Consequently, we are forced to conclude the makers just do not care enough. Can round tyres and straight axles really be that hard or costly to make.

Scott
 

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Rereading my post I seem to have leaned on the QA angle more than I intended so this is perhaps an addendum.

With this 'tolerance' idea, here's a point I didn't make well above. You are a major slot-car manufacturer, you buy in thousands of your motors from China or where-ever at tuppence-ha'penny each (1) because you are only paying tuppence-ha-penny you know that the output of them is variable because you get what you pay for (2).

So I guess this is accepted as a consequence of the unit cost.

But I sort of wonder if the mannufacturers have spoken to their motor suppliers and agreed a certain quality or grade of motor to fit the expected RRP. In other words we could have motors that were closer in power because they were better built or tested or what-have-you but we would be paying more for the car.

So I suspect there might be a point where these motors are all equal but the unit cost is such that we would be paying £XX.XX for each rather than a little under 30 quid. Wondering about this is an interesting if perhaps ultimately fruitless exercise but you never know someone might be able to make an educated guess!

Coop

(1) An old English monetary unit!
(2) Something of an over-generalisation but you get the point
 

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Taking Scalex as an example.

Dad goes and buys Little Paul a set for his birthday or christmas. The cars in the set are X and Y both scalextric, having the **ck off magnets Dad thinks, great he wont come off as much with these, I think I will go back and get more scalextric and wont buy other brands until he has feedback on them, like wether they will race on their track etc. So for racing at home they are equal and the tuning side is not thought of.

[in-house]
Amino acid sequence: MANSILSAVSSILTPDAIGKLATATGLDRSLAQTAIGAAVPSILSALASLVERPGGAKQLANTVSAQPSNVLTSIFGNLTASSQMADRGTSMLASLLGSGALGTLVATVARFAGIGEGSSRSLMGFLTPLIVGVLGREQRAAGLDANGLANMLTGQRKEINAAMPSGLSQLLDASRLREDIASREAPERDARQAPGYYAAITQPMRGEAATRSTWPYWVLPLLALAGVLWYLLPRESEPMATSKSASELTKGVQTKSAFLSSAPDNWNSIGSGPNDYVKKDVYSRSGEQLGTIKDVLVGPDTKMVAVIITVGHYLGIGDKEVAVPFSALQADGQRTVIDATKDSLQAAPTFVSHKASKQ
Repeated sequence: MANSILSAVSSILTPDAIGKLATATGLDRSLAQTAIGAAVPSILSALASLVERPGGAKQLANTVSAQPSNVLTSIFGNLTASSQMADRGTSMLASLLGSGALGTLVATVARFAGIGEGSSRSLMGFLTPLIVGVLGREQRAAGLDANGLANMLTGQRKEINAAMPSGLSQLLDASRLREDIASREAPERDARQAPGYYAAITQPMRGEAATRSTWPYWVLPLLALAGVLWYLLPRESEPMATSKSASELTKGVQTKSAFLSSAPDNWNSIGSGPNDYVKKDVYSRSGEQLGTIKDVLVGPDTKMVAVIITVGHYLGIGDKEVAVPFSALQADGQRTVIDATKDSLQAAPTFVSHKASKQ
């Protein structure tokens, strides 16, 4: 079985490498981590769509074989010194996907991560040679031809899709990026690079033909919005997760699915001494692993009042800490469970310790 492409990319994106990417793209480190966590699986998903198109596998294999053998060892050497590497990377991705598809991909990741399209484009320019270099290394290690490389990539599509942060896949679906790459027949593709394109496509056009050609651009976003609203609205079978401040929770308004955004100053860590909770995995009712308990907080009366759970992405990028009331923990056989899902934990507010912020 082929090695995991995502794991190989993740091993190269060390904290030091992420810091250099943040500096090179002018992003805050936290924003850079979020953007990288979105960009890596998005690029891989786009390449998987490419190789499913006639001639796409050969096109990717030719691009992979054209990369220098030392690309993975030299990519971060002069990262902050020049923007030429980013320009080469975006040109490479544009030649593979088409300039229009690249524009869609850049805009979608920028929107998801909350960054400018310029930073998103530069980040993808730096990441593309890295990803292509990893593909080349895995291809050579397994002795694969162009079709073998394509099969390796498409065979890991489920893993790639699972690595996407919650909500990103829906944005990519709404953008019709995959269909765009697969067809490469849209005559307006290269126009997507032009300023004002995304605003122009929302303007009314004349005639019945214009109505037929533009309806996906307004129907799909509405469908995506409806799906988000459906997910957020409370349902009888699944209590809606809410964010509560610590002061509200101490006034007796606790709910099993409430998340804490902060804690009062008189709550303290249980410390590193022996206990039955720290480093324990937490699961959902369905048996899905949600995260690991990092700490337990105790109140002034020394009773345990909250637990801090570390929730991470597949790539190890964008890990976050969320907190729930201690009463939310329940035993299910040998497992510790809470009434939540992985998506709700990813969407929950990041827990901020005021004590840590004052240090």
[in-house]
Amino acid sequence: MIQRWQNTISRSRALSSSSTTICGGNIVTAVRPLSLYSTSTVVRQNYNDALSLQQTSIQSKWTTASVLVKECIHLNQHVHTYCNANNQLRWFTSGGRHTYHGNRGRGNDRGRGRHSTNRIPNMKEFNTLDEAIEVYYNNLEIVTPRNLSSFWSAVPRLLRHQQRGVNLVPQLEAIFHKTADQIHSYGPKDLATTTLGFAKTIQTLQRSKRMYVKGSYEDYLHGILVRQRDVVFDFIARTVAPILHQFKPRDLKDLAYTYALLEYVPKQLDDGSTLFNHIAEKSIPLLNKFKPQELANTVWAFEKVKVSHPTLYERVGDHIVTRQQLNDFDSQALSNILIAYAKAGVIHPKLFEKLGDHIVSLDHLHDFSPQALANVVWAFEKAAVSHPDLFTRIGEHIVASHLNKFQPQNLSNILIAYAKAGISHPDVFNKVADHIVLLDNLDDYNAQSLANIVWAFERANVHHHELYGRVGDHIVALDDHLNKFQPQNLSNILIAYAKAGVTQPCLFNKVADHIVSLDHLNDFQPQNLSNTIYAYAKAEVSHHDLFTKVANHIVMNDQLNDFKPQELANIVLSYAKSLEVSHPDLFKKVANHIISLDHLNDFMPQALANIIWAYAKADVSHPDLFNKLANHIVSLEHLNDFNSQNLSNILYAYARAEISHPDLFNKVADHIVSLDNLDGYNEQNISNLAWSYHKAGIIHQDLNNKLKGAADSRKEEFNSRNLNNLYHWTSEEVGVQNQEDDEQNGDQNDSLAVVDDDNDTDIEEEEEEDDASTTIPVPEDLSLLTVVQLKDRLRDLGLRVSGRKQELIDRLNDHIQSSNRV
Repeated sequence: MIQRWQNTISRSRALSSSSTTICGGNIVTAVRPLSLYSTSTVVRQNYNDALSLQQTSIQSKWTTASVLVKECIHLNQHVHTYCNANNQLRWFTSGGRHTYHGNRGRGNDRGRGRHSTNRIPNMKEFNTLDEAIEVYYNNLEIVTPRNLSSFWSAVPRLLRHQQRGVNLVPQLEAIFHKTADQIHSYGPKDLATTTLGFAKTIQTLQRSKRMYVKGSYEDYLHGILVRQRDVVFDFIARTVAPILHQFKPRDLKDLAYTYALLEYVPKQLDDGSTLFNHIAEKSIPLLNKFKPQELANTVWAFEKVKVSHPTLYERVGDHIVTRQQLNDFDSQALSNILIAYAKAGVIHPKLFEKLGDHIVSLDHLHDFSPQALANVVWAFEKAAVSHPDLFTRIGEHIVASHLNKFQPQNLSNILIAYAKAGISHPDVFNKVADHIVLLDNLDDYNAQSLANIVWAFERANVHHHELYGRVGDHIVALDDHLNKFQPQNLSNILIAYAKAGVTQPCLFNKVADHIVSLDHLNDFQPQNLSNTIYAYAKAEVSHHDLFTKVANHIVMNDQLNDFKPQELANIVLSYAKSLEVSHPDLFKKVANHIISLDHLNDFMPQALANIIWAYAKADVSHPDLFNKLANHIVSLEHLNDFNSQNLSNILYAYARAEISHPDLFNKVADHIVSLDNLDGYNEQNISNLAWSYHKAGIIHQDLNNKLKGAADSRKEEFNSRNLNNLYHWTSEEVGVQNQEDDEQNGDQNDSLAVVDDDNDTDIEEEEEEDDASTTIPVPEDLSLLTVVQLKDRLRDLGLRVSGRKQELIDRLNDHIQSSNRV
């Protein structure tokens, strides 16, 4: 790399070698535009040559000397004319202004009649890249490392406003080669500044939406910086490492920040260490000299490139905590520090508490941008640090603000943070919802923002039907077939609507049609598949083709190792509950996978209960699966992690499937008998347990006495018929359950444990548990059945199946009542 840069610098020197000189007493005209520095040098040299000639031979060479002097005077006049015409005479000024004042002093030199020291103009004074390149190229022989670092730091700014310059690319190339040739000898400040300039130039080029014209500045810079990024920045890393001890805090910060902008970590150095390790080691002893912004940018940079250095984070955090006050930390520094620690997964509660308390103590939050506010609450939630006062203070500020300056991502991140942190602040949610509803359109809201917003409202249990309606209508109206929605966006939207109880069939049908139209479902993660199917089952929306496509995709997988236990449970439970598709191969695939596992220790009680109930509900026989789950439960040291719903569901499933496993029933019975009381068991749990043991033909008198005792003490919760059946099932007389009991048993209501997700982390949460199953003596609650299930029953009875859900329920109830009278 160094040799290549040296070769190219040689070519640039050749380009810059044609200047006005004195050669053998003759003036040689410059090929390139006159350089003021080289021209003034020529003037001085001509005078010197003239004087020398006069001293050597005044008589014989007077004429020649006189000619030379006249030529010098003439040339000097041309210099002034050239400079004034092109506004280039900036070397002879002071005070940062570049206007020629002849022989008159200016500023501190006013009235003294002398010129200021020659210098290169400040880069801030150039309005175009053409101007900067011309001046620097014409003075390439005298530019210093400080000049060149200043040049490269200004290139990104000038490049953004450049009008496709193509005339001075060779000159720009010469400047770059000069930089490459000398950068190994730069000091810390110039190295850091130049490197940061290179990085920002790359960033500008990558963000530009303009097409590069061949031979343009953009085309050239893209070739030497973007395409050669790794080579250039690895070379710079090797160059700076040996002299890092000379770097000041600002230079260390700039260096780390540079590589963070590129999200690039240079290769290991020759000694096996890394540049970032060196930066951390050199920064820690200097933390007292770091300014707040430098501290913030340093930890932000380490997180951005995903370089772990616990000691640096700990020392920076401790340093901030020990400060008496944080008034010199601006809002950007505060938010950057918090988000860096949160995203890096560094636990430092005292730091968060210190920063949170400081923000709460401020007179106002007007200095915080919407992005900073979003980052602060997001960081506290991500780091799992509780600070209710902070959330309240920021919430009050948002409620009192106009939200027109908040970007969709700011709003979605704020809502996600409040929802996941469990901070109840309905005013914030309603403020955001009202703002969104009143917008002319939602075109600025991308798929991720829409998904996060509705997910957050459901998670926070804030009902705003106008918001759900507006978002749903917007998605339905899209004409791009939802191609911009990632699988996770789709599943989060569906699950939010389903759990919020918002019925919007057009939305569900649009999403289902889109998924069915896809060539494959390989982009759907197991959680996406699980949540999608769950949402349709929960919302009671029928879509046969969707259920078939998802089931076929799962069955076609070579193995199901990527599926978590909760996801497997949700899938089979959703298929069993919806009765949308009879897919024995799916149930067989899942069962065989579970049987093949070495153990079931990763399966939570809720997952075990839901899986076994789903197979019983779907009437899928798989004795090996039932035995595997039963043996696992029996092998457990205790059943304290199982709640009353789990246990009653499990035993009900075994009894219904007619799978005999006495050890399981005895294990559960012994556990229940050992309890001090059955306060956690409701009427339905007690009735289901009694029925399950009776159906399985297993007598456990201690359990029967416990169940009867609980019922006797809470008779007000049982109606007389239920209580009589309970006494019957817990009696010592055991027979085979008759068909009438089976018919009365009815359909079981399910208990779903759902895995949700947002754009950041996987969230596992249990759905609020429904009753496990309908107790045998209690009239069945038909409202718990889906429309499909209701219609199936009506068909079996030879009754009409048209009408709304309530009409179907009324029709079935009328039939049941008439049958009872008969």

When you are club racing, you are usually racing for something as opposed to "beating Dad" you want to go as fast as possible so all the stops are pulled and everything has to be perfect to get the most.

So with this, Scalextric are aimed at children and are probably right with their quality.

Ninco are aimed at racers with slot it and produce cars that go better without magnets which is where the top level is recognised at (no mag racing)

Fly aim towards the collector or someone who likes to drive but not race at club level and have recently seen that there is a racing scene where no magnet is de-reguire so they have filled that niche for themselves giving those racers more options whilst doing this they have also been able to maintain the collector market.

To me each manufacturer has their QC/QA in the right place for what I think they intend the car to be. I hope thats understandable

These are MY opinions so if you want to disagree fine, these arent facts. (Just so we get this clear)

Inte
 

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I understand what you are saying and whilst you don`t know that the manufacturers outlined have set those parameters, the main point is that in Quality as an issue it can be based simply on this "Say what you do and do what you say" That is what my Lecturer Les Walklin taught me , QC summed up in a phrase. (He didn`t tell me until I had read all of his book though!)